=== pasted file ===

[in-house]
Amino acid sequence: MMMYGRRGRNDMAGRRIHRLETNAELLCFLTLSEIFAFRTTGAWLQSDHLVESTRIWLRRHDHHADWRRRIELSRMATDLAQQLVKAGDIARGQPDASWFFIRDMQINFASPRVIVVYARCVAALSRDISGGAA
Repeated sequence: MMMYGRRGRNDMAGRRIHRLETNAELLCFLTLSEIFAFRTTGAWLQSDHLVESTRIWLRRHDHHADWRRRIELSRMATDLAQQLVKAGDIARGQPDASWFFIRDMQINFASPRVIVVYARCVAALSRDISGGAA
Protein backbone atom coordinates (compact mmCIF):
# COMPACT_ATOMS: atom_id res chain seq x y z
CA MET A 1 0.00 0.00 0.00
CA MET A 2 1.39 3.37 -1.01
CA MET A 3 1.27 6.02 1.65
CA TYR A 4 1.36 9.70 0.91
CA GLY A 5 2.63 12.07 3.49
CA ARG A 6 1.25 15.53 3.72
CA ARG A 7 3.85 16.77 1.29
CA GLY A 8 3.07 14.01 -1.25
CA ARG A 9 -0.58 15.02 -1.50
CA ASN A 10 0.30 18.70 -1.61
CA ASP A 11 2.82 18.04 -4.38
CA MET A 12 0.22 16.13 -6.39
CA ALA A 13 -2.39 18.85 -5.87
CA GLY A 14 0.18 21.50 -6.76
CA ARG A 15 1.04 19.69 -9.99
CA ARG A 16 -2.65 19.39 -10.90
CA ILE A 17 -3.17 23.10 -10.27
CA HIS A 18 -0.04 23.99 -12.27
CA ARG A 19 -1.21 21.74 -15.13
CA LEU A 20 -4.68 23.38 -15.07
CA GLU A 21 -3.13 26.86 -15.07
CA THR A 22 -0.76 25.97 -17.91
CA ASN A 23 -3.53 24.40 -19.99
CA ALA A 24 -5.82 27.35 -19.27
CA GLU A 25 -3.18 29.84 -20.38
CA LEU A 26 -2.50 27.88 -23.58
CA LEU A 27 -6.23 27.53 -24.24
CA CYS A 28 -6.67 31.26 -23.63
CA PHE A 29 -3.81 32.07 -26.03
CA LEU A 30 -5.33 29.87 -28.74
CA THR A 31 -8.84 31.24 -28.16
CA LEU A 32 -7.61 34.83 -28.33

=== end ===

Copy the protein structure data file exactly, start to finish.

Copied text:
[in-house]
Amino acid sequence: MMMYGRRGRNDMAGRRIHRLETNAELLCFLTLSEIFAFRTTGAWLQSDHLVESTRIWLRRHDHHADWRRRIELSRMATDLAQQLVKAGDIARGQPDASWFFIRDMQINFASPRVIVVYARCVAALSRDISGGAA
Repeated sequence: MMMYGRRGRNDMAGRRIHRLETNAELLCFLTLSEIFAFRTTGAWLQSDHLVESTRIWLRRHDHHADWRRRIELSRMATDLAQQLVKAGDIARGQPDASWFFIRDMQINFASPRVIVVYARCVAALSRDISGGAA
Protein backbone atom coordinates (compact mmCIF):
# COMPACT_ATOMS: atom_id res chain seq x y z
CA MET A 1 0.00 0.00 0.00
CA MET A 2 1.39 3.37 -1.01
CA MET A 3 1.27 6.02 1.65
CA TYR A 4 1.36 9.70 0.91
CA GLY A 5 2.63 12.07 3.49
CA ARG A 6 1.25 15.53 3.72
CA ARG A 7 3.85 16.77 1.29
CA GLY A 8 3.07 14.01 -1.25
CA ARG A 9 -0.58 15.02 -1.50
CA ASN A 10 0.30 18.70 -1.61
CA ASP A 11 2.82 18.04 -4.38
CA MET A 12 0.22 16.13 -6.39
CA ALA A 13 -2.39 18.85 -5.87
CA GLY A 14 0.18 21.50 -6.76
CA ARG A 15 1.04 19.69 -9.99
CA ARG A 16 -2.65 19.39 -10.90
CA ILE A 17 -3.17 23.10 -10.27
CA HIS A 18 -0.04 23.99 -12.27
CA ARG A 19 -1.21 21.74 -15.13
CA LEU A 20 -4.68 23.38 -15.07
CA GLU A 21 -3.13 26.86 -15.07
CA THR A 22 -0.76 25.97 -17.91
CA ASN A 23 -3.53 24.40 -19.99
CA ALA A 24 -5.82 27.35 -19.27
CA GLU A 25 -3.18 29.84 -20.38
CA LEU A 26 -2.50 27.88 -23.58
CA LEU A 27 -6.23 27.53 -24.24
CA CYS A 28 -6.67 31.26 -23.63
CA PHE A 29 -3.81 32.07 -26.03
CA LEU A 30 -5.33 29.87 -28.74
CA THR A 31 -8.84 31.24 -28.16
CA LEU A 32 -7.61 34.83 -28.33